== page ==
That was a flat-out lie. My apartment was a mess. I hadn't cleaned it in days, and truth was, I felt like shit. I also hadn't made a proper meal for myself in weeks. In my health journals, I lied about what I'd been eating. Didn't seem like it mattered much anyways, not when death loomed at every corner, as morbid as that kind of thinking was.

I'd been canceling on Nancy a lot, recently, and the last time I'd seen her was when we had gone shopping together for a dress for my date with Ben. That felt like years ago, and I knew she missed me. I missed her, too. We almost never went this long without seeing each other, but I couldn't have her over, not when the Joker had a knack for showing up at the worst possible time, or when I least expected him. I was not about to put Nancy's life in danger because of my little... whatever it was with the Joker. Infatuation, if you would. Desperate Need for Companionship, maybe.

Maybe I could write a book about it before I died. 'How to Befriend Murderous Psychopaths and What You Need to Know.'

At the back of my mind, I knew that Nancy's safety wasn't the only reason why I kept canceling on her. And that was worst of all, because her safety should have been the only factor, not one of five. The truth was, I felt afraid that if she came over, she'd somehow find traces of the Joker and know instantly that he'd been there, that he'd been sitting on that same spot on the sofa that she always liked to sit in when she came over.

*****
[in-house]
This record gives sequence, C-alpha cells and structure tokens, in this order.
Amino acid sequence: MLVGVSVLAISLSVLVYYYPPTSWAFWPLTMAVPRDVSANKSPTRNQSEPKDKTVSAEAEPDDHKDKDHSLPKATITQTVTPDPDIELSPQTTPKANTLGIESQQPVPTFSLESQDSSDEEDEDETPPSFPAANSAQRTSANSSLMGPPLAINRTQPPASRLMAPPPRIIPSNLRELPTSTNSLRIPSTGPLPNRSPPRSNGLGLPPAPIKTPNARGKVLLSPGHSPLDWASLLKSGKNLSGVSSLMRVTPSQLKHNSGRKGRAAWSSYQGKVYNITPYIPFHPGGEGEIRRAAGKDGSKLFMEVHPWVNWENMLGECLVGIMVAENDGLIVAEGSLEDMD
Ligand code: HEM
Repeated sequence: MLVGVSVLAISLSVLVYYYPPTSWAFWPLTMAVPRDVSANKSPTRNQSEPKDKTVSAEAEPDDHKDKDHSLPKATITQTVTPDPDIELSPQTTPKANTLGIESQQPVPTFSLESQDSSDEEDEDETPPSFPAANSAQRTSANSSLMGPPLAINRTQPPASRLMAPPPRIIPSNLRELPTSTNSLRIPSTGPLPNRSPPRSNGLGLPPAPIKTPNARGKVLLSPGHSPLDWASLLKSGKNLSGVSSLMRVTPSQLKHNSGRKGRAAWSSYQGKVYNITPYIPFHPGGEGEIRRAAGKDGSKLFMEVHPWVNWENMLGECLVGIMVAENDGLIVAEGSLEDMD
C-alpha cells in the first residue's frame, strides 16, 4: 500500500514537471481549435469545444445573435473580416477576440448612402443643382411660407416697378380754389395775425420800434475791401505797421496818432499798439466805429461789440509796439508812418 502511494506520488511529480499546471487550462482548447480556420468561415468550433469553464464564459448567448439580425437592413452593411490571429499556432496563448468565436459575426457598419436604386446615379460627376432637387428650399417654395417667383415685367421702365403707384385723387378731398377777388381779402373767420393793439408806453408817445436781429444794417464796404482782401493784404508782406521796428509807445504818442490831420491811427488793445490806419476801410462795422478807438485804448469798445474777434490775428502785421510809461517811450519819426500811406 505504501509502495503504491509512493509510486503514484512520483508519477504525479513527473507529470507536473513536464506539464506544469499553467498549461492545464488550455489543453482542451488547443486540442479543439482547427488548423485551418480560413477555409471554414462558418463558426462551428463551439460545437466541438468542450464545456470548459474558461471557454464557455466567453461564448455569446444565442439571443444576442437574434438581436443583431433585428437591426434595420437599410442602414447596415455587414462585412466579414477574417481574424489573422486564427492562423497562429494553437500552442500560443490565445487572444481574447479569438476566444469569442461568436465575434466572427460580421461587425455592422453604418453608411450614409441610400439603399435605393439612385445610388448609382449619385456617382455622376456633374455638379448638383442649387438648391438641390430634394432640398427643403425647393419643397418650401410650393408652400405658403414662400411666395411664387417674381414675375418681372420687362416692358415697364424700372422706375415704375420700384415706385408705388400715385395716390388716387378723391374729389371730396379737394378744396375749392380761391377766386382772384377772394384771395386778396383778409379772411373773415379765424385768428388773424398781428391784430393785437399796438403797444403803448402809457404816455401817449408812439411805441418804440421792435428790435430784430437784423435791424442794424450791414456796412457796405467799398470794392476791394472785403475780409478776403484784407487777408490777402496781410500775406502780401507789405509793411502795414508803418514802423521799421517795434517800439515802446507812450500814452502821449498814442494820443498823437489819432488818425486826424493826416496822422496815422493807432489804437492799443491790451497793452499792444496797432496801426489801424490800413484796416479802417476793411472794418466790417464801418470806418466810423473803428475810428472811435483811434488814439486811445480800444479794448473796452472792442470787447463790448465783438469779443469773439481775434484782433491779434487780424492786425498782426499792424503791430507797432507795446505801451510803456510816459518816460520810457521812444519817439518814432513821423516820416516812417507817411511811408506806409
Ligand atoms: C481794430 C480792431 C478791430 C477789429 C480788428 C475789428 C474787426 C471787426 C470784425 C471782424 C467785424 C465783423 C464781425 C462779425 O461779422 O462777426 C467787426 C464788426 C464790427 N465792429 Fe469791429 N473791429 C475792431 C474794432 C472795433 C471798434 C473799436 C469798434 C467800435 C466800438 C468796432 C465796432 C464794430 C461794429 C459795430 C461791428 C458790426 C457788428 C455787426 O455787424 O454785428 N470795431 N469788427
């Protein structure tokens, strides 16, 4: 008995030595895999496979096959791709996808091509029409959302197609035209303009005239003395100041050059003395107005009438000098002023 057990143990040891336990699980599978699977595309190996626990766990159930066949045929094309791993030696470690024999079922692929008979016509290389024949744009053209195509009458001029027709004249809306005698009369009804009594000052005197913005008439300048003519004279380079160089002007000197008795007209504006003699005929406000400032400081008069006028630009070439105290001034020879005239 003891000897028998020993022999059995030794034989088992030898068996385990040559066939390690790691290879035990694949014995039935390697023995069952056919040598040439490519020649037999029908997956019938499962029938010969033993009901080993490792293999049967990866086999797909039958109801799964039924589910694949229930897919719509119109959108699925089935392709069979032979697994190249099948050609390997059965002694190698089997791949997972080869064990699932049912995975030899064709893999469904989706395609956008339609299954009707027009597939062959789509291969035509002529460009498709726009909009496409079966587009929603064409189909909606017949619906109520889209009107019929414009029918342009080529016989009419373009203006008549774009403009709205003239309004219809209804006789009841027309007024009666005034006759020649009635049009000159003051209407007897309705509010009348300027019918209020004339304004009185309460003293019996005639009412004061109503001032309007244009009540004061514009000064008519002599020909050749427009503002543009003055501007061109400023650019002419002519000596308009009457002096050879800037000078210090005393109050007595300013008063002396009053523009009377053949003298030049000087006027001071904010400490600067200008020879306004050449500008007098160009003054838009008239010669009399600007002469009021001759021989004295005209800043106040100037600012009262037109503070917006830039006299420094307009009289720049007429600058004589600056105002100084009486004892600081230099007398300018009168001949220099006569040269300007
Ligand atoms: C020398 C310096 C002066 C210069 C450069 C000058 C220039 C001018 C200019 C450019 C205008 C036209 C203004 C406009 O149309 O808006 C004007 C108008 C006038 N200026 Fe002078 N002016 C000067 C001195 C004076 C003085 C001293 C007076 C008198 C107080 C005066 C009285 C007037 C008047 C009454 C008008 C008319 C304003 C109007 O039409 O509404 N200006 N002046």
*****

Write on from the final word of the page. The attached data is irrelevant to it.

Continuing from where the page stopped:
Worse than my paranoia, though, was my guilt. Nancy was the sweetest, most self-sacrificing person I knew. She was always putting others before herself, and she did it so unconsciously, like it was second nature to put her own needs aside in favor of everyone else's. You didn't meet people like that very often.

And then, in comparison, there was me: selfish and self-serving and only out to fulfill my own egotistical desires and tanked self-esteem. If Nancy had known what I'd done, if she'd known that I'd served the most wanted man in Gotham dinner, if she'd know that we'd played Monopoly and talked for hours and were… maybe/sort of friends… I couldn't imagine her disappointment. She'd be so confused and hurt. Why haven't you called the police, why haven't you turned him in? What's wrong with you?